Seeking 'the touch of time'

Fast recovering its past glory, Old Jaffa is becoming one of the most popular places to live in the Tel Aviv area.

Old Jaffa_521 (photo credit: Courtesy)
Old Jaffa_521
(photo credit: Courtesy)
Jaffa is one of the oldest inhabited cities on Earth, if not the oldest. According to archeological finds in the “Old City,” this area was already inhabited in 7500 BCE.
Today, the city is part of Tel Aviv-Jaffa. Before the war of Independence in 1948, Jaffa was an Arab town; but after the war, only 4,000 of the city’s original 80,000 inhabitants were left. Some were evicted; the majority fled. Those who stayed and their descendants live in the Ajami quarter to this day.
This covers what can be described as Old Jaffa and the surrounding areas. With Rehov Yefet at the epicenter, the area is bounded by the Mediterranean to the west, Rehov Hanina ben Dosa to the east, the police station and Seraya to the north, and Rehov Yehuda Hayamit to the south.
In Jaffa’s heyday, this was the aristocratic, genteel part of town. It was here that the consulates of the European powers were located: the churches and missions, the hospital and the schools.
After the War of Independence, the area – like all of Jaffa – became a dumping ground for the some of the million-odd immigrants who flooded the country in the first years of the state. For some reason, the Jewish Agency concentrated around 50,000 immigrants from Bulgaria in the city.
Today, that particular area of Jaffa is recovering its past glory, fast becoming one of the most popular places to live in the Tel Aviv area.
The trend started back in the Nineties.
Developers bought dilapidated buildings above the old port area and customs house, restored them and converted them into apartment buildings. Near the sea, and mostly with sea views, these were then sold for very large sums of money.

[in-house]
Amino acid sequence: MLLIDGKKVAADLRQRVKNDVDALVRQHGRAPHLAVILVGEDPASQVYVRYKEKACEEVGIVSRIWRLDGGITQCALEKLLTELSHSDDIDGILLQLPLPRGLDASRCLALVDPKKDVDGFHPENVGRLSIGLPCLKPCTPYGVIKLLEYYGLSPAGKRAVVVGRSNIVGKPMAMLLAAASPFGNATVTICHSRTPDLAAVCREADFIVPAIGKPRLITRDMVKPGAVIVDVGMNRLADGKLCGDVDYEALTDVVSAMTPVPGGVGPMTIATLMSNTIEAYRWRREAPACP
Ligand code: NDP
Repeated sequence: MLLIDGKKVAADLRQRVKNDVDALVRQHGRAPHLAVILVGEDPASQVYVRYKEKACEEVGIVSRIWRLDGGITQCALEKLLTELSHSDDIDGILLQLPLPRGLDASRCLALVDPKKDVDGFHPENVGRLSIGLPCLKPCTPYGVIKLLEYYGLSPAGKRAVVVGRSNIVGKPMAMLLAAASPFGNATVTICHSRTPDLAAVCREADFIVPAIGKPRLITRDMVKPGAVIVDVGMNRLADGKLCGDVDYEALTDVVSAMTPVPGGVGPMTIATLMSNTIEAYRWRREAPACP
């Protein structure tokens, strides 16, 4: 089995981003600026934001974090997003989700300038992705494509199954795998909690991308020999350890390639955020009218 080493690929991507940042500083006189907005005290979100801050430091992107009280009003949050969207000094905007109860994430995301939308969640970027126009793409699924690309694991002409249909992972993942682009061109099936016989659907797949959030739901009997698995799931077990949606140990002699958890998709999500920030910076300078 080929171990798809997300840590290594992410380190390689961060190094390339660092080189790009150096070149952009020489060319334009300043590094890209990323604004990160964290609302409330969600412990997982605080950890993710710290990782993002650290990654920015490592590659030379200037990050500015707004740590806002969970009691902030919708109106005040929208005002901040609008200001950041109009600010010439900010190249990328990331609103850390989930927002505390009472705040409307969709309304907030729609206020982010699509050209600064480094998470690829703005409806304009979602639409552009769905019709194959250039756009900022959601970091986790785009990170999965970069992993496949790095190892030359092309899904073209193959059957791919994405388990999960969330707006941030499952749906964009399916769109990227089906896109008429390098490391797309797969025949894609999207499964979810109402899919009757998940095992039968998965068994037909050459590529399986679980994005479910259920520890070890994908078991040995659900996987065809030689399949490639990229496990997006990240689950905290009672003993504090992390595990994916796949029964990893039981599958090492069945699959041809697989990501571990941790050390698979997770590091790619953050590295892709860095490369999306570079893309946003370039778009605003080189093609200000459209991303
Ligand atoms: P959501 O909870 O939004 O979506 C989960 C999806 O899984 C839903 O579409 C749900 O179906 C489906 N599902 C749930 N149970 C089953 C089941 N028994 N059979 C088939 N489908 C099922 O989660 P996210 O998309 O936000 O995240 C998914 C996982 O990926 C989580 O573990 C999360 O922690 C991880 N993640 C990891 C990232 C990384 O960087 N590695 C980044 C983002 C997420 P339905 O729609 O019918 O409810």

The idea was to retain the old, oriental look of their architecture. Indeed, in the beginning, one of the area’s major selling points was the fact of its being an ancient residential urban area. Buyers wanted to feel the “touch of time.”
Ilan Pivko, one of Israel’s leading avant-garde architects, was a pioneer of Old Jaffa’s reconstruction.
“Jaffa is a beautiful place – but one has to understand both its beauty and its uniqueness.
An urban entity that has been in the process of development for thousands of years, for me this meant building on the old, using existing architectural motifs, blending in the new while using the old, proven building materials as much as possible.
“And I am happy to say the municipal authorities have ensured that any new construction authorized by the municipal authorities blends with the old.”
Most, if not all, of the new buildings in Old Jaffa are indeed such a happy blend.
Two of the more striking development projects in the area are called Andromeda and Rova. The Andromeda Project, built opposite the sea, is named after the ancient rock promontory at the entrance to the ancient Jaffa port, the major point of entrance to Palestine. Today, it doubles as a fishing port and marina.
The Rova Project is located on Rehov Yefet, near the picturesque flea market. The first stage was a reconstructed building of monumental proportions; later stages included apartment blocks built to blend into the surrounding architecture, with large courtyards, arched windows, etc.
The average price of a small Rova apartment is NIS 2 million. A four-room, 120-square-meter apartment in Andromeda – a modern apartment building constructed in a typically oriental style – costs NIS 3m.
Demand is high; but the number of transactions is not large since the area in question is relatively small and the number of vacant plots nearly nonexistent, Roeh David, joint manager and proprietor of the Israel Investors real-estate brokerage firm, told Metro.
“In Israel, demand usually outstrips supply; in Jaffa, even more so. Developers either have to tear down existing buildings, or reconstruct listed ones. In most cases the process is lengthy and costly, and the end price reflects the difficulty of building in Jaffa.”
Real-estate prices in Jaffa are thus high, attracting a certain kind of clientele: mostly upper-middle-class, middle-aged couples with no children. They appreciate the ambience of a historic city and are able and willing to pay the high prices asked.
Most of the apartments in the Rova Project are relatively small, appropriate for couples whose children have flown the nest. But in other projects in Old Jaffa, apartments are larger – much larger; and prices higher, much higher.
Apartments in the Armenian Monastery, one of whose wings has been converted into luxury apartments, or in The Studio house, or the new development opposite the port, are large and sell for a cool NIS 7m. to NIS 10m.